It’s hard to make a blanket statement about whether outdoor air quality is better or worse than indoor air quality. It depends on factors like location, weather, time of year, and specific indoor environments being compare to. In some cases, outdoor air may be cleaner, while in others, indoor air may be the better option.
In general, factors like traffic emissions, industrial pollution, pollen, and wildfire smoke affect outdoor air quality. However, in some places and conditions, outdoor air may still be cleaner than indoor air.
A range of sources can impact indoor air quality. These include cooking, smoking, cleaning products, building materials, and off-gassing from furniture and electronics. Poorly ventilated indoor spaces can build up higher levels of pollutants. This sometimes leads to indoor air quality being worse than outdoor air.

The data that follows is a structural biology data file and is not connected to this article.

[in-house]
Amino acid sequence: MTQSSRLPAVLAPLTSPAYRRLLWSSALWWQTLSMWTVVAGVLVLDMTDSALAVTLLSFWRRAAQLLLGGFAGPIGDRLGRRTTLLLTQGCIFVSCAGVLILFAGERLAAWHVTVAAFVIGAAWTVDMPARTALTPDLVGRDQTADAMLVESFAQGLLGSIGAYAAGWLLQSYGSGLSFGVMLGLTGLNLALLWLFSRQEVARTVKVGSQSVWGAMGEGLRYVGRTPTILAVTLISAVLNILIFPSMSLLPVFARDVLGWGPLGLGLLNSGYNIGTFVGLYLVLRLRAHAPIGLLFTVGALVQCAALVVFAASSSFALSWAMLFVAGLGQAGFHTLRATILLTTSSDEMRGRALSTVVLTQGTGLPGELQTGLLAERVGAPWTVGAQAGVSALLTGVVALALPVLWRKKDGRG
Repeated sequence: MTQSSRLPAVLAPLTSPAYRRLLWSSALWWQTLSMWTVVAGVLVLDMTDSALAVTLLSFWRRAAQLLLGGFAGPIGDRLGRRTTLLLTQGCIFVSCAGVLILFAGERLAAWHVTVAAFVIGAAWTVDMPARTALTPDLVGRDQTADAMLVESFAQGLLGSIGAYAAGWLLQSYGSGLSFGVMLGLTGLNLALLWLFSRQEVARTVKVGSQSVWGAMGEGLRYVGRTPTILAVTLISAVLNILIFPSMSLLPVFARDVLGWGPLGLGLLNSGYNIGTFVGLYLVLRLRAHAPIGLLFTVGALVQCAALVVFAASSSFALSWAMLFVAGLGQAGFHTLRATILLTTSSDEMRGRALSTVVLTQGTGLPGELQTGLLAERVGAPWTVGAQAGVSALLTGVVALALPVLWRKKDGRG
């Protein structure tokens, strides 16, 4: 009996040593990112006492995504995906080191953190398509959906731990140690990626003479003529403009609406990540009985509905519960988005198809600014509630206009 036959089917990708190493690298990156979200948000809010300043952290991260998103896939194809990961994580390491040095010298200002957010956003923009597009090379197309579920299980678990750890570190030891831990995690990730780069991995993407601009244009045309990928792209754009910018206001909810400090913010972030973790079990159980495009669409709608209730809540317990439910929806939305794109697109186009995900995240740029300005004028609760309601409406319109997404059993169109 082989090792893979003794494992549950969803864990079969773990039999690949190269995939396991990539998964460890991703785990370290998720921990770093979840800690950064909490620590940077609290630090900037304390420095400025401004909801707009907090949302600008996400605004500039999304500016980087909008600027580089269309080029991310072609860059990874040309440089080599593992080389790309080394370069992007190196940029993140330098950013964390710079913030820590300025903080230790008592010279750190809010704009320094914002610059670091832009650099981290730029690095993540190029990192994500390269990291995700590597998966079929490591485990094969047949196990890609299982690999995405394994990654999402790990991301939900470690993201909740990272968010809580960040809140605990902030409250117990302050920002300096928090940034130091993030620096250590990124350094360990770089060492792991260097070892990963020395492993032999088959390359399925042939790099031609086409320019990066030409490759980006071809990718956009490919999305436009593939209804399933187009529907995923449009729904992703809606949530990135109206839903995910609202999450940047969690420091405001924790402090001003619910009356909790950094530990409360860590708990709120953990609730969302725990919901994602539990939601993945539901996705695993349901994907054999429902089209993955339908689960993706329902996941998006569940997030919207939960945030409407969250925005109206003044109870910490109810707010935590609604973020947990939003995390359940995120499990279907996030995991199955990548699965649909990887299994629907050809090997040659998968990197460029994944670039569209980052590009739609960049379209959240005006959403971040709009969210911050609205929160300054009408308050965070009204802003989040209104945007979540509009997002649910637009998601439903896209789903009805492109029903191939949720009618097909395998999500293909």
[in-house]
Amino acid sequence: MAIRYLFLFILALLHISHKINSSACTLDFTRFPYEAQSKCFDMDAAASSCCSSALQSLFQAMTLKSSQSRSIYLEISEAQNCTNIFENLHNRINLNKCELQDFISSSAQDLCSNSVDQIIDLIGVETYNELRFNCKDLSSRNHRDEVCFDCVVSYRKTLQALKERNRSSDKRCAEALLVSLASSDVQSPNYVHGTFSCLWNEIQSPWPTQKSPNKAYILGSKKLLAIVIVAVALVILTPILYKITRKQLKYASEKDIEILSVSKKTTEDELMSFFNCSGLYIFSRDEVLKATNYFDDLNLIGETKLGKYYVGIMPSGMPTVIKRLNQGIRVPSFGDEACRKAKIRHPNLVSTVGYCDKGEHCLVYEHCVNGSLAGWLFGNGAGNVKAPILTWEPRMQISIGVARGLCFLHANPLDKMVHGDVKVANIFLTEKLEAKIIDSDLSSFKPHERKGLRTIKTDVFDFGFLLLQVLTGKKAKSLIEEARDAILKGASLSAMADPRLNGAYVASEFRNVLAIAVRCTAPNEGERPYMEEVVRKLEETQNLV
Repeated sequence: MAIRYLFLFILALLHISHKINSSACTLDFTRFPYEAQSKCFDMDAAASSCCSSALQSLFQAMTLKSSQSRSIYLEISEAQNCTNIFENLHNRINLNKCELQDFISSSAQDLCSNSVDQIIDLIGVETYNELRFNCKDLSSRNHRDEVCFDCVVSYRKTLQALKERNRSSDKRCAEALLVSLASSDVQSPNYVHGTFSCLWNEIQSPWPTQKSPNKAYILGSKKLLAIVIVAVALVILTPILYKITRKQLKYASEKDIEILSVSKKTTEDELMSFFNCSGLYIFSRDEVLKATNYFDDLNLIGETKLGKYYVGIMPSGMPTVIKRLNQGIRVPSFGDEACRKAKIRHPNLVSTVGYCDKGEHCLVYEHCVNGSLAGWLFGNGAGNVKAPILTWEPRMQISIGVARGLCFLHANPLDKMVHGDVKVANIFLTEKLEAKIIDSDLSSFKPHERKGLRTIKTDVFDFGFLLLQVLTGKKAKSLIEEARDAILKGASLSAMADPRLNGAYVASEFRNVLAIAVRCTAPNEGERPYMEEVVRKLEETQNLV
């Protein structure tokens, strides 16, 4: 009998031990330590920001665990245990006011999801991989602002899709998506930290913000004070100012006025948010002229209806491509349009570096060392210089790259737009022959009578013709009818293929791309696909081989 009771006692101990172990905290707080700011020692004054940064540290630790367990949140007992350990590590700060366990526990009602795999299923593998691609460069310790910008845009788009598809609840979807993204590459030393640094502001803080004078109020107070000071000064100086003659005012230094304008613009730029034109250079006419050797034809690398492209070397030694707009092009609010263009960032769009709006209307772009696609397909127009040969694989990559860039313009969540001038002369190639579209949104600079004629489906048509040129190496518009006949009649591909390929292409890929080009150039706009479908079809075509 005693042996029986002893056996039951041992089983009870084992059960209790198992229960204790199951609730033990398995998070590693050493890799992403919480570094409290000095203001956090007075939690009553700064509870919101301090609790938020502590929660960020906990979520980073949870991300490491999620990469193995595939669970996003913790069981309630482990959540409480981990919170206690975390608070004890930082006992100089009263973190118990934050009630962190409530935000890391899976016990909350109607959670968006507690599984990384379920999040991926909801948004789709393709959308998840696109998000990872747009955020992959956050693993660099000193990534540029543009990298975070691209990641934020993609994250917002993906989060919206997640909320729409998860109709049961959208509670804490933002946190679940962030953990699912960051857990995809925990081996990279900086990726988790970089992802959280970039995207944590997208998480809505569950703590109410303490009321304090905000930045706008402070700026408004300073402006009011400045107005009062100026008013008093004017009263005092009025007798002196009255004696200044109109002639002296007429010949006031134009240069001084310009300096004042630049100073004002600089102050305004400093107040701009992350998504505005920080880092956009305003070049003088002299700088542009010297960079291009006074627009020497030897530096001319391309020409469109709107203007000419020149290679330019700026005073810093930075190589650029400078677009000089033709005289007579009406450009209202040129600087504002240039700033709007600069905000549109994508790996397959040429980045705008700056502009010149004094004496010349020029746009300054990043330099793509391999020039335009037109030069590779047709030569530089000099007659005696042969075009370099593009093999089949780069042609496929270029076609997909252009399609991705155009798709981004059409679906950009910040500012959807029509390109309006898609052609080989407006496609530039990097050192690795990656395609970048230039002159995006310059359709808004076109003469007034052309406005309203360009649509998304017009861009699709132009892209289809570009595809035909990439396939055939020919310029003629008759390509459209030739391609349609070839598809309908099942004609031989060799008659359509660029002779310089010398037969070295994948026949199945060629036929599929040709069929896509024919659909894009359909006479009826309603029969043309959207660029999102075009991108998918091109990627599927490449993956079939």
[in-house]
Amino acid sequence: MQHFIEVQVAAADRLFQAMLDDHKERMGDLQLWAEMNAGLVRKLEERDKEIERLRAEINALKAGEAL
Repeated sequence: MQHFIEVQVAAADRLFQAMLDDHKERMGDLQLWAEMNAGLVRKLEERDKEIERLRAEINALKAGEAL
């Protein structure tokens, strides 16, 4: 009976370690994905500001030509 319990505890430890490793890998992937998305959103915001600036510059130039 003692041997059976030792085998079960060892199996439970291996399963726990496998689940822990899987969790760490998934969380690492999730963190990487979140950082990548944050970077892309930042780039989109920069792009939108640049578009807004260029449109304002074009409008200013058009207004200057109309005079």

In areas with high levels of outdoor pollution (e.g., urban), outdoor air quality may be worse than indoor air quality. This is especially true if measures are taken to improve indoor air quality. These might include using air purifiers and maintaining proper air flow. In contrast, in areas with lower outdoor pollution levels (e.g., rural or suburban), outdoor air quality may be better than indoor air quality.
In the end, it is key to monitor and assess both outdoor and indoor air quality on a fixed schedule. This helps make informed decisions and take useful measures to ensure healthy air quality.